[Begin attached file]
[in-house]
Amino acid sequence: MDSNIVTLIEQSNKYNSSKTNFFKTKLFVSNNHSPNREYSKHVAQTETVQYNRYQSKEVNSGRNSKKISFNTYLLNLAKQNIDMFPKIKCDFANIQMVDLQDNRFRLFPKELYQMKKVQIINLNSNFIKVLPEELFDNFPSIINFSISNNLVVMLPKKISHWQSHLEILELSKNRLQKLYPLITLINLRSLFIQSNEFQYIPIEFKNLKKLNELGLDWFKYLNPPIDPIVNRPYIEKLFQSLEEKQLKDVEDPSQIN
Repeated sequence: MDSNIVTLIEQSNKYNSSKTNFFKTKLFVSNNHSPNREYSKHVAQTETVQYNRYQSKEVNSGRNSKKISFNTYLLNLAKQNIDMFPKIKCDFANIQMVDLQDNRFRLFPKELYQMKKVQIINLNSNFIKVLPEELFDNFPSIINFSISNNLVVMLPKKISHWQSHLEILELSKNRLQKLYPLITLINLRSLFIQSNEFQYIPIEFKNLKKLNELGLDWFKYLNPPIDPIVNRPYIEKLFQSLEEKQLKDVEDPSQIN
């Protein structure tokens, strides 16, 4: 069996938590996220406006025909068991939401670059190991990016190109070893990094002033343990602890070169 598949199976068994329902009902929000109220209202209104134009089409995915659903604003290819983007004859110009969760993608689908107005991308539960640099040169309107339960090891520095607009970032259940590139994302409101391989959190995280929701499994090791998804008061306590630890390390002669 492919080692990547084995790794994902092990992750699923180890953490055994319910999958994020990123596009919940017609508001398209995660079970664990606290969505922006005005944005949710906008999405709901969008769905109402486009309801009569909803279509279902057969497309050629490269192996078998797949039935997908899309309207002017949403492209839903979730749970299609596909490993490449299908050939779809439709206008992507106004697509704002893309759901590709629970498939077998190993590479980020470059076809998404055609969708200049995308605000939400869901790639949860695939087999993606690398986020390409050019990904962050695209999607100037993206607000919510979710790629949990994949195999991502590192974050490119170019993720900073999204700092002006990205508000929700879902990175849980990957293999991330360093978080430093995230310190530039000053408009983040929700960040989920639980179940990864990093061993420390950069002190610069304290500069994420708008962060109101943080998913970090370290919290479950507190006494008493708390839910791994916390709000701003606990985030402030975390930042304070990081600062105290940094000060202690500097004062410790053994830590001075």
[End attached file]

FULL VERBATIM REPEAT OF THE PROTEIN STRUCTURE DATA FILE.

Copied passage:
[in-house]
Amino acid sequence: MDSNIVTLIEQSNKYNSSKTNFFKTKLFVSNNHSPNREYSKHVAQTETVQYNRYQSKEVNSGRNSKKISFNTYLLNLAKQNIDMFPKIKCDFANIQMVDLQDNRFRLFPKELYQMKKVQIINLNSNFIKVLPEELFDNFPSIINFSISNNLVVMLPKKISHWQSHLEILELSKNRLQKLYPLITLINLRSLFIQSNEFQYIPIEFKNLKKLNELGLDWFKYLNPPIDPIVNRPYIEKLFQSLEEKQLKDVEDPSQIN
Repeated sequence: MDSNIVTLIEQSNKYNSSKTNFFKTKLFVSNNHSPNREYSKHVAQTETVQYNRYQSKEVNSGRNSKKISFNTYLLNLAKQNIDMFPKIKCDFANIQMVDLQDNRFRLFPKELYQMKKVQIINLNSNFIKVLPEELFDNFPSIINFSISNNLVVMLPKKISHWQSHLEILELSKNRLQKLYPLITLINLRSLFIQSNEFQYIPIEFKNLKKLNELGLDWFKYLNPPIDPIVNRPYIEKLFQSLEEKQLKDVEDPSQIN
């Protein structure tokens, strides 16, 4: 069996938590996220406006025909068991939401670059190991990016190109070893990094002033343990602890070169 598949199976068994329902009902929000109220209202209104134009089409995915659903604003290819983007004859110009969760993608689908107005991308539960640099040169309107339960090891520095607009970032259940590139994302409101391989959190995280929701499994090791998804008061306590630890390390002669 492919080692990547084995790794994902092990992750699923180890953490055994319910999958994020990123596009919940017609508001398209995660079970664990606290969505922006005005944005949710906008999405709901969008769905109402486009309801009569909803279509279902057969497309050629490269192996078998797949039935997908899309309207002017949403492209839903979730749970299609596909490993490449299908050939779809439709206008992507106004697509704002893309759901590709629970498939077998190993590479980020470059076809998404055609969708200049995308605000939400869901790639949860695939087999993606690398986020390409050019990904962050695209999607100037993206607000919510979710790629949990994949195999991502590192974050490119170019993720900073999204700092002006990205508000929700879902990175849980990957293999991330360093978080430093995230310190530039000053408009983040929700960040989920639980179940990864990093061993420390950069002190610069304290500069994420708008962060109101943080998913970090370290919290479950507190006494008493708390839910791994916390709000701003606990985030402030975390930042304070990081600062105290940094000060202690500097004062410790053994830590001075």